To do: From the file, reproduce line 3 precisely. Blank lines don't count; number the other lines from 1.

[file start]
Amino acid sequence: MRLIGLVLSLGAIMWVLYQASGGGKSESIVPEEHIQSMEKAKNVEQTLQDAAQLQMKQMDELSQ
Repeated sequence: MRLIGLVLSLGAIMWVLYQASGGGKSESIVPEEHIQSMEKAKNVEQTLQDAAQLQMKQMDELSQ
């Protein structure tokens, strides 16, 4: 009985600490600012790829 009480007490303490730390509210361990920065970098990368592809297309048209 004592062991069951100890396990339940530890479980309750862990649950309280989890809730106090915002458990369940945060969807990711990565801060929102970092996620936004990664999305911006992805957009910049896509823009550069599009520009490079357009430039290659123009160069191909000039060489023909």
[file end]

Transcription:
């Protein structure tokens, strides 16, 4: 009985600490600012790829 009480007490303490730390509210361990920065970098990368592809297309048209 004592062991069951100890396990339940530890479980309750862990649950309280989890809730106090915002458990369940945060969807990711990565801060929102970092996620936004990664999305911006992805957009910049896509823009550069599009520009490079357009430039290659123009160069191909000039060489023909």